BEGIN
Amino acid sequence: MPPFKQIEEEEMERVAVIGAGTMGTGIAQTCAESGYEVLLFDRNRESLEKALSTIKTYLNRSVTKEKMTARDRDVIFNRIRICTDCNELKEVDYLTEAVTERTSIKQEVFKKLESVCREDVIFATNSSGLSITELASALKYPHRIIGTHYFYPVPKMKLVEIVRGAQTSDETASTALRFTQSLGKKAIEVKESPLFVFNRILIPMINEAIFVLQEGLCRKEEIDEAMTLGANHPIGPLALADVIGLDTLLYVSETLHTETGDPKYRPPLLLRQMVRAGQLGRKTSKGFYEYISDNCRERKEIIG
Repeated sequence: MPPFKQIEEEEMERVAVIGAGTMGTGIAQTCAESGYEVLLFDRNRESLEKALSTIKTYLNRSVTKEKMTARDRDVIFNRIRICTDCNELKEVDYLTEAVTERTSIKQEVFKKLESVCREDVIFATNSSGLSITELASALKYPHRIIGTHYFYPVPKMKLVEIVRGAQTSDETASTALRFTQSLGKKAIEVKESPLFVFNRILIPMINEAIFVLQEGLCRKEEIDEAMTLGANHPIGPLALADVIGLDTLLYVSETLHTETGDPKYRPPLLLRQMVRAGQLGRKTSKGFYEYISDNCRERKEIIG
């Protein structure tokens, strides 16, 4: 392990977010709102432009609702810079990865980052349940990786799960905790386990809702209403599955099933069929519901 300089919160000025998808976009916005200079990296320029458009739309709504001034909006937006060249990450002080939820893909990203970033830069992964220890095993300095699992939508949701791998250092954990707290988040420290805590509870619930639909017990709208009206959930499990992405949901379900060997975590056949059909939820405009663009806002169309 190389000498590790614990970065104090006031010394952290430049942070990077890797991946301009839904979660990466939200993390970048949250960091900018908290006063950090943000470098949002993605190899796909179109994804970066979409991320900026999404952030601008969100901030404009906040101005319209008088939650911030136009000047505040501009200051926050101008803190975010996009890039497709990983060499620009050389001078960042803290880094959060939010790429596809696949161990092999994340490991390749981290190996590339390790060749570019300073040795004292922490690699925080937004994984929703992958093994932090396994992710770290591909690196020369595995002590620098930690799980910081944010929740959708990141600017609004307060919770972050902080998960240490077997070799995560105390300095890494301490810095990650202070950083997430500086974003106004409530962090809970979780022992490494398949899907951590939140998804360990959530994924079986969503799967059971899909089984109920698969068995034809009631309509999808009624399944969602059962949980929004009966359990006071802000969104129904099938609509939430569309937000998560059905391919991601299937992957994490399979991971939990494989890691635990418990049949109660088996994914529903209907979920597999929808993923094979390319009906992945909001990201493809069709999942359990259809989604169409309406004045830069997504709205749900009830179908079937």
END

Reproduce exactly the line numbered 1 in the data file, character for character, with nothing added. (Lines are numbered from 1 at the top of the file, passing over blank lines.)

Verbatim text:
Amino acid sequence: MPPFKQIEEEEMERVAVIGAGTMGTGIAQTCAESGYEVLLFDRNRESLEKALSTIKTYLNRSVTKEKMTARDRDVIFNRIRICTDCNELKEVDYLTEAVTERTSIKQEVFKKLESVCREDVIFATNSSGLSITELASALKYPHRIIGTHYFYPVPKMKLVEIVRGAQTSDETASTALRFTQSLGKKAIEVKESPLFVFNRILIPMINEAIFVLQEGLCRKEEIDEAMTLGANHPIGPLALADVIGLDTLLYVSETLHTETGDPKYRPPLLLRQMVRAGQLGRKTSKGFYEYISDNCRERKEIIG